Seattle Engineer Takes Downsizing to a New Extreme

Posted on Aug 31 2010 - 5:46pm by Holly Robinson

These days, many people are downsizing their homes to reduce expenses. A small house or home may not only cost less in terms of rent or a mortgage payment, but also costs less to heat and cool, and uses less electricity. The first part of downsizing is decluttering — giving away, reusing, recycling, or throwing out whatever an individual or a family can live without. Part of the decluttering process, for many people, is storing items that are not needed year round in a self storage unit. The second part is making a small house plan: exactly how much space do you truly need to live in? Some people even draw up their own small house plans. For many, the downsizing process, especially when it is supported by good storage options, leads straight to tiny houses and the tiny house movement — a movement for people who are determined to live in the smallest possible space.

Boeing airplane interior engineer Steve Sauer is one of those people. Sauer approves of energy efficiency, but he also had something else in mind when he designed his super-tiny, 182-square-foot Seattle condo. He wanted everything in his home, including himself, to have a space that was designed to fit perfectly.

Sauer designed his tiny condo home so that at six feet two inches tall, he can just clear the ceiling when he stands up. Talking to Seattle Times Northwest Living reporter Rebecca Teagarden, Sauer explained that waste, including wasted space, frustrates him. When Sauer designed his tiny home, he was inspired by designs from Scandinavia and Japan, where homes tend to be tiny. After all, he doesn’t intend to spend all his time at home.

“I wanted to compress my home to squirt me back out to the community,” Sauer told Teagarden in the August 21 Northwest Living section of The Seattle Times. “That was one of the philosophical reasons. I want to be able to shop daily, not store a lot and eat really well.”

It took Sauer seven years to design and build his tiny condo. In the meantime, he lived in a one bedroom condo nearby. But it was too big. “What I really wanted was one place with exactly what I needed and wanted. Quality is more important than quality for me, and extra space only a problem,” he once wrote.

Sauer is not alone in wanting to move into a smaller home. In general, property buyers are asking for smaller homes now, and builders are obliging them. Few homes, though, are as small as Sauer’s, and most families that downsize from a house to a smaller house or an apartment end up having to use self storage to provide a little more space. On the other hand, most families do not spend seven years designing a home to exactly fit the possessions that they have.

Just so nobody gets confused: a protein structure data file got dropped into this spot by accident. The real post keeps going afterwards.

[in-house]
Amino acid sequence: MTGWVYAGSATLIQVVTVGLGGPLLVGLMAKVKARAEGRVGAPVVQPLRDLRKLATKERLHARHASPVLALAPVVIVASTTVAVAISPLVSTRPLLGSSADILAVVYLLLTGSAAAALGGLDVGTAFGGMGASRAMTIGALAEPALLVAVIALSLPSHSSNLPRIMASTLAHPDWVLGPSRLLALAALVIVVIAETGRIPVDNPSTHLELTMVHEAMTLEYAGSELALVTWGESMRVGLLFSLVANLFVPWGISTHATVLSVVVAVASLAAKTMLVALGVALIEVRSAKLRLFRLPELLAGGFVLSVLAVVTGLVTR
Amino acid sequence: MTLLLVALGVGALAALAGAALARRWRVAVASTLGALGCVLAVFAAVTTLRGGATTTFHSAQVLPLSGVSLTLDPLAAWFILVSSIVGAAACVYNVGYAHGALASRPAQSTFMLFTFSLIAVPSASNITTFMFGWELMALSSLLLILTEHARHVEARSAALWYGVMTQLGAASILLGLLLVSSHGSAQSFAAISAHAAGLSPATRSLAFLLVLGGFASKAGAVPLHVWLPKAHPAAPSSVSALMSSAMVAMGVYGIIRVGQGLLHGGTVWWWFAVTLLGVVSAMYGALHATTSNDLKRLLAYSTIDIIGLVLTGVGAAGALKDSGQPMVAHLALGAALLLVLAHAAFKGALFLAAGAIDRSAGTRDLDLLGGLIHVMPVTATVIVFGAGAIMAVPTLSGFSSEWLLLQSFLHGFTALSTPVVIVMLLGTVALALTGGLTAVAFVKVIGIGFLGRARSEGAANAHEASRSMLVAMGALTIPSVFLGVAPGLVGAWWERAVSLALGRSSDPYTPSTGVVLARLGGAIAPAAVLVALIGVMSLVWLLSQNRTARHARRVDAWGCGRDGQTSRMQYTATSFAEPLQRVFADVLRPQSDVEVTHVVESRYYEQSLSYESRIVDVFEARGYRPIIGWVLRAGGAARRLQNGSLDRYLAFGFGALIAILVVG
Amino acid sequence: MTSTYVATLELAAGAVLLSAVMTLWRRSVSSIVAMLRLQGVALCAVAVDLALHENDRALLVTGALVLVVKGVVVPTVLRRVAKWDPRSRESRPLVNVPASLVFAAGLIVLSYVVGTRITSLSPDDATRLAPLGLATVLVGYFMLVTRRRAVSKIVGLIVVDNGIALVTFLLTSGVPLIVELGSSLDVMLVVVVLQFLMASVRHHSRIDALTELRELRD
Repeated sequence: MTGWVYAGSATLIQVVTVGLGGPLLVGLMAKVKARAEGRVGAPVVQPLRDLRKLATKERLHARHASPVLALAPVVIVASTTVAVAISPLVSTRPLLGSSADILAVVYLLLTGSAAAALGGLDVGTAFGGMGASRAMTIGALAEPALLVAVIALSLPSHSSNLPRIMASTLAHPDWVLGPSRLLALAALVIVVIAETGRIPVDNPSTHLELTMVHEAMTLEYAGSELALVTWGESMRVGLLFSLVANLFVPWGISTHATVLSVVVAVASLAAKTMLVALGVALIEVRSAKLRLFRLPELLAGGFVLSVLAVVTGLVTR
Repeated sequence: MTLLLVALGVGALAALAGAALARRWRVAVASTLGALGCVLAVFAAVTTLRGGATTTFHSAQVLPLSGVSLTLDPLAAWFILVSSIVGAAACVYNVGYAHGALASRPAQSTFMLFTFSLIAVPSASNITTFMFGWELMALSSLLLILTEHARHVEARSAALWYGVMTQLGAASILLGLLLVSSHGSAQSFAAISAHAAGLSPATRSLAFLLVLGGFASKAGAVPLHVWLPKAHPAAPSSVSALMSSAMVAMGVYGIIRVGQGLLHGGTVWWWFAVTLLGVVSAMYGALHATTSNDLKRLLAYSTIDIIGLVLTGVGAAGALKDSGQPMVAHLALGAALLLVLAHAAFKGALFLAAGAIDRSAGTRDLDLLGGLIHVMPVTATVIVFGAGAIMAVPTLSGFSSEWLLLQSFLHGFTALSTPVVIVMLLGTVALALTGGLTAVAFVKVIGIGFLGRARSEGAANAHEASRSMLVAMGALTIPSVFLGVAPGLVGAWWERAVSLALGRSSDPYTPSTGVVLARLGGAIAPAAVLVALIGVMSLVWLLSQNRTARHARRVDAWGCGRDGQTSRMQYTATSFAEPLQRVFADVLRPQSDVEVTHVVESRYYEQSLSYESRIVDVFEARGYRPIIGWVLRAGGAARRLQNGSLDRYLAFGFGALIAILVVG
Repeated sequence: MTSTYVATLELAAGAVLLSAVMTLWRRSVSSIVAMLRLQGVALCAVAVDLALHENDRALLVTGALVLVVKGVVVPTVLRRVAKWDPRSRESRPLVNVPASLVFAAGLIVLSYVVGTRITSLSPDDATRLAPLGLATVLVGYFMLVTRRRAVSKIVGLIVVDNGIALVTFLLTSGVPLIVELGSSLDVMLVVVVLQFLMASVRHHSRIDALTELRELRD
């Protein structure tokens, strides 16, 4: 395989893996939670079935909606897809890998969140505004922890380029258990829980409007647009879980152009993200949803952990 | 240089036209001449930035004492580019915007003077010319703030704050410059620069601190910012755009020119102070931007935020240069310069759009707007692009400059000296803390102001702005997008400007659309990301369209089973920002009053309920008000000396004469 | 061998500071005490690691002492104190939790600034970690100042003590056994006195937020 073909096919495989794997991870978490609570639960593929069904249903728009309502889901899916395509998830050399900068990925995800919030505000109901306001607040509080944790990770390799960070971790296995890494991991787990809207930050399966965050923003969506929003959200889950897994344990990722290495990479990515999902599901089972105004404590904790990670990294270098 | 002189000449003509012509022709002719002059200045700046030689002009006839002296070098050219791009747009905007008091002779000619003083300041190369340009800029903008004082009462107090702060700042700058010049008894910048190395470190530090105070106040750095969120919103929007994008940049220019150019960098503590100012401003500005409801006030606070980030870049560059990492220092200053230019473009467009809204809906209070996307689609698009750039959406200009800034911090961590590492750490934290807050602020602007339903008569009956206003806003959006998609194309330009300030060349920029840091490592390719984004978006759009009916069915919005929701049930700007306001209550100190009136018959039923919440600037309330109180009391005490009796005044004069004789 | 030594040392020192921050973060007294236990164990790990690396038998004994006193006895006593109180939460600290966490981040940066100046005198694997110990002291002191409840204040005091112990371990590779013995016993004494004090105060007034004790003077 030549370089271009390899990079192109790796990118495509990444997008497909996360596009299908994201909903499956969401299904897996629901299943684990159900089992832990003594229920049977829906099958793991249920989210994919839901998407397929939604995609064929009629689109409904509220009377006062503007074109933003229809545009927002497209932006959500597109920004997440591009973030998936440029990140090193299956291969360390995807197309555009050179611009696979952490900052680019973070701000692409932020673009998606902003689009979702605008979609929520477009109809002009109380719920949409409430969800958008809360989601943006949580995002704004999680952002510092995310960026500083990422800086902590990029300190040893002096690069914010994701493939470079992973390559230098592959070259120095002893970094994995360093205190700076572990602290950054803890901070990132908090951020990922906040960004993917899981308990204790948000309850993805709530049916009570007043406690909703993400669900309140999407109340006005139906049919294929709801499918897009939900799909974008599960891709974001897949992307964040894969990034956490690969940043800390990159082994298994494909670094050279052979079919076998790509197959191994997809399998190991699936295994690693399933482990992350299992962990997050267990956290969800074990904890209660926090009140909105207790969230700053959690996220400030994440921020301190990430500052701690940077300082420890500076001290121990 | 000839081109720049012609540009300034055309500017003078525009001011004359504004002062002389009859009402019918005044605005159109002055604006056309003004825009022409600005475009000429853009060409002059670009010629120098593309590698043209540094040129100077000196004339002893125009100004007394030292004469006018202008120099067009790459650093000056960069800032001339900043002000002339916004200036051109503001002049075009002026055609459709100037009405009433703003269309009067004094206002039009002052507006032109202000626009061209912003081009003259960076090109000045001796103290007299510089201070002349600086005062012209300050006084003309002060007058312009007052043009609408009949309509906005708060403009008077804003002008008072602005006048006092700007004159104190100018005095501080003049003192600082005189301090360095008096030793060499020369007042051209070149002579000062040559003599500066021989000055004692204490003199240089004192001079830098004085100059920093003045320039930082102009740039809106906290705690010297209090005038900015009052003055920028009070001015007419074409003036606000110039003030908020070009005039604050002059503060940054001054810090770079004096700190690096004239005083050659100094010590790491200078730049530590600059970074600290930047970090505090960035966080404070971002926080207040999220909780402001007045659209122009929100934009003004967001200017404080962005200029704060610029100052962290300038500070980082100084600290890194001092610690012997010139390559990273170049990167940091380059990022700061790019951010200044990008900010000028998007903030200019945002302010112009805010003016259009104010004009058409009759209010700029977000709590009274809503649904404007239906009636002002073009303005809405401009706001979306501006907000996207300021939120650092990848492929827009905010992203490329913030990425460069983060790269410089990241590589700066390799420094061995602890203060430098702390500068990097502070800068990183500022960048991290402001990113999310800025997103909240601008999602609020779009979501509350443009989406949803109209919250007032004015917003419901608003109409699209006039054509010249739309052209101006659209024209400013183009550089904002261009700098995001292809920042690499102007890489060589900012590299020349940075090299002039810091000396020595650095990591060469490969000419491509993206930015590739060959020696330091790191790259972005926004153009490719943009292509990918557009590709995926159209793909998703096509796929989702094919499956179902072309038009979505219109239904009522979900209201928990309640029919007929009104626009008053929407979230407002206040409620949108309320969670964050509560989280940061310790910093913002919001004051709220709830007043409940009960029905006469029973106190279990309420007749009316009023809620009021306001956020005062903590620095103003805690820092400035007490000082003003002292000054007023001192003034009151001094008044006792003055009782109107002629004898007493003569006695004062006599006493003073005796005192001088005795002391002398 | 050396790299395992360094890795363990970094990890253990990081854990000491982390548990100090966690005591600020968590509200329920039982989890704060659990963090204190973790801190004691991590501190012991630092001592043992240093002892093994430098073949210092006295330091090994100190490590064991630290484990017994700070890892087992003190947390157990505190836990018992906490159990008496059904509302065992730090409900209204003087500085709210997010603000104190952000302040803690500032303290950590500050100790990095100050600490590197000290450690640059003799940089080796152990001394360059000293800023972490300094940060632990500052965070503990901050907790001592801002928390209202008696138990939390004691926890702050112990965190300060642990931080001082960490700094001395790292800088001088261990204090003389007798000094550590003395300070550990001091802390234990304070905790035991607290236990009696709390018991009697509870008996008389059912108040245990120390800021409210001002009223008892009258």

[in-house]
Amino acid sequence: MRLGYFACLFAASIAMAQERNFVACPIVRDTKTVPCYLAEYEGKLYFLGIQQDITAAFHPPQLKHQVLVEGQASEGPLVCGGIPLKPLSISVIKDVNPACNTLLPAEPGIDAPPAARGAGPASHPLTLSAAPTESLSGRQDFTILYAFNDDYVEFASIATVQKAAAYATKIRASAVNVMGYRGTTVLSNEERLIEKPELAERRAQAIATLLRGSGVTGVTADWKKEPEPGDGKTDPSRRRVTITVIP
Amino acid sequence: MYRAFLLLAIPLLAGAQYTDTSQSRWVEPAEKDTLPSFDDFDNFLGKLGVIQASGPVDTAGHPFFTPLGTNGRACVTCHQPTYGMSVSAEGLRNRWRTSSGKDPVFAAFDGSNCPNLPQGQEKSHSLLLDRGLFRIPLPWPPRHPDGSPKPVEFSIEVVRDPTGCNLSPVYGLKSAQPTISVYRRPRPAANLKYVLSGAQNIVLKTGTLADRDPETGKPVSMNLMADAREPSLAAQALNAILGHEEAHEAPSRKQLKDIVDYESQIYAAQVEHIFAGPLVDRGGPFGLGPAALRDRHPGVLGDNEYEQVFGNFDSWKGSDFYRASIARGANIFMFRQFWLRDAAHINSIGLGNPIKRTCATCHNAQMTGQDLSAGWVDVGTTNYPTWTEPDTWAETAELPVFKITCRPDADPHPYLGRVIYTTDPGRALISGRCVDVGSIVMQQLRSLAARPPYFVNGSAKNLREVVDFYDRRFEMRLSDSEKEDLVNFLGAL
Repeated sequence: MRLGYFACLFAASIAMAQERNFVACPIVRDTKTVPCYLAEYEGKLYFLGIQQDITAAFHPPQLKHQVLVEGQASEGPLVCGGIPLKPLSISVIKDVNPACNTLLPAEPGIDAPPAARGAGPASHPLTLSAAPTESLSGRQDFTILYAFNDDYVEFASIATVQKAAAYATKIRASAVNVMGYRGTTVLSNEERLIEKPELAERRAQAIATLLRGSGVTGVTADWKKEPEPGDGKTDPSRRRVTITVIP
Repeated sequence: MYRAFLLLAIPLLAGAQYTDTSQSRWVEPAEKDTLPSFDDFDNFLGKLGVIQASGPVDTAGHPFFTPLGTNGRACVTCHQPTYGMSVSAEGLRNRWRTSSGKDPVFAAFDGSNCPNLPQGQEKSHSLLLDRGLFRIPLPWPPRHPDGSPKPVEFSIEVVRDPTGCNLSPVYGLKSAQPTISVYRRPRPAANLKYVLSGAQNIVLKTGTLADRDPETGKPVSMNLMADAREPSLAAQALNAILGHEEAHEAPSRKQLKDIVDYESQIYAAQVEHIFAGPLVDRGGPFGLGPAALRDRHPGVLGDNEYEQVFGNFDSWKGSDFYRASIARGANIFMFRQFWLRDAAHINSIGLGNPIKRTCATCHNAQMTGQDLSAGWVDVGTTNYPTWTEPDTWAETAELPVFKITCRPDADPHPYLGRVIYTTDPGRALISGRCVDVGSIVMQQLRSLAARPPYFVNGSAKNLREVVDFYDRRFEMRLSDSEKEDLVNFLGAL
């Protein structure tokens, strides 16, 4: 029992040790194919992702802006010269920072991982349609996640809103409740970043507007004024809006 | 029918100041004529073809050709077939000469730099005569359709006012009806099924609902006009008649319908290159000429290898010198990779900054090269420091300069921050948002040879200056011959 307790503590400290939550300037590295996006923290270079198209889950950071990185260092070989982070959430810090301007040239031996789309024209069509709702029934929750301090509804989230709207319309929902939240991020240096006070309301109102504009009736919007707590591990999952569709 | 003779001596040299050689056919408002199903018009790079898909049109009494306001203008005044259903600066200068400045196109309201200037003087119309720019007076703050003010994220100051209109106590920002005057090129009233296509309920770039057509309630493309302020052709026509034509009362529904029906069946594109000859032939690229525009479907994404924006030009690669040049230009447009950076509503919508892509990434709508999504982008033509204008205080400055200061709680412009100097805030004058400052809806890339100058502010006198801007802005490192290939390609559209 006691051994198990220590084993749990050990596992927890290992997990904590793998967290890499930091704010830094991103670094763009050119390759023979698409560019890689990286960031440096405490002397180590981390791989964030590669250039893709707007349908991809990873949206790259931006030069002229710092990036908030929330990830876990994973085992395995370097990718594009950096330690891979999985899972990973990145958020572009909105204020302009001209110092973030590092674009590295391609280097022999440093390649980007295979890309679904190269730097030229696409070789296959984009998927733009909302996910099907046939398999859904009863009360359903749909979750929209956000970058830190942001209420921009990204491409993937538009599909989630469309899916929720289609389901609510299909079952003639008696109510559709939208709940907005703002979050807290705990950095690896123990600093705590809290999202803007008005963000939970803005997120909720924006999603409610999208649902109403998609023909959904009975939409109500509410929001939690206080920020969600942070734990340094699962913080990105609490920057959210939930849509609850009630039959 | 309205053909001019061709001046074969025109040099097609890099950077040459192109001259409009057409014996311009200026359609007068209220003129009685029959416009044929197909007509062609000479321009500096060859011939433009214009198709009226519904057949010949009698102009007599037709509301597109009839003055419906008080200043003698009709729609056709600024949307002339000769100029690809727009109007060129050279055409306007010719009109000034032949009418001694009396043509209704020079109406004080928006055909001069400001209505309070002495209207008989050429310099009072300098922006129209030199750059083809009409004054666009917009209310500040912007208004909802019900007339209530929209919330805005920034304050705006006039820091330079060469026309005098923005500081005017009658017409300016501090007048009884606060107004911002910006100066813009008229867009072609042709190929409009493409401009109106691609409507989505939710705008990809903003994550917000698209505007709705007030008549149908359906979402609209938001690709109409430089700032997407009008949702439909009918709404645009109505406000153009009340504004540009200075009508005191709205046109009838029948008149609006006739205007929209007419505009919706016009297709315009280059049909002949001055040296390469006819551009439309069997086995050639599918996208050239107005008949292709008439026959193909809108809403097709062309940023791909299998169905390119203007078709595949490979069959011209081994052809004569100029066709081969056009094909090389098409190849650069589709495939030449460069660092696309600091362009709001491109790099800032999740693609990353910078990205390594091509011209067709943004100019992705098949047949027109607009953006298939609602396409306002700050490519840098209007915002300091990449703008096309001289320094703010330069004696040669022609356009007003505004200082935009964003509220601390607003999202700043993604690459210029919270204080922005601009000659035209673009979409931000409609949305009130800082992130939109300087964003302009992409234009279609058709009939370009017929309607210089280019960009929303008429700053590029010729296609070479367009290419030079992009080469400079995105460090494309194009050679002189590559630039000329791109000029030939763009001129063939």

“Everything represents 10 to 100 hours of Internet searching,” Sauer said in The Seattle Times. In some cases, if he couldn’t find a product that was perfect for his needs, and that fit perfectly in the space that he had, he designed and built them himself instead. Not only did each item have to fit, but in most cases, it had to have built in storage as well.

The final condo is on three levels, and has two beds, a bathroom with a shower, and a soaking bathtub sunk into the floor right inside the condo’s front door (it is covered with a panel when not in use). The home also includes closet space, a dining table, and storage for two bikes (one of which is tethered to a ceiling pipe). On the lowest level, Sauer has built a video lounge. The lounge is tucked under what Sauer calls his “cafe area,” and to use it, you have to really lounge — no standing up. The lounge doesn’t contain a sofa or chairs — just a white lambskin rug, some cushions, and a television. He has a full kitchen, but the refrigerator is dorm-room-sized and fits under a countertop.

Now that his own condo is finished, Sauer wants to build more, for other downsizers. “My dream,” he says, “is to put 300 of these in a building and not have it be a tenement.”

Sources used:

Alter, Lloyd. “Engineer designs 182 square foot boat-in-a-basement.” Treehugger. Aug. 25, 2010.

Teagarden, Rebecca. “Tiny apartment shows the value of a good fit.” The Seattle Times. Aug. 21, 2010.

Seattle Engineer Takes Downsizing to a New Extreme

About Holly Robinson

Holly Robinson (no, not Holly Robinson-Peete - the Autism advocate/actress/model/athlete's wife) works as a "staging expert" for a national real estate company, who has recently moved from a fast-paced metropolitan area to a slower-paced suburbia. In her spare time she keeps an online journal of the differences in these two worlds, and how she manages to keep a toe hold in each. Her topics often include "what you can live without" and "life's must-haves," - life simplification without sacrifice - which she has learned through her profession.
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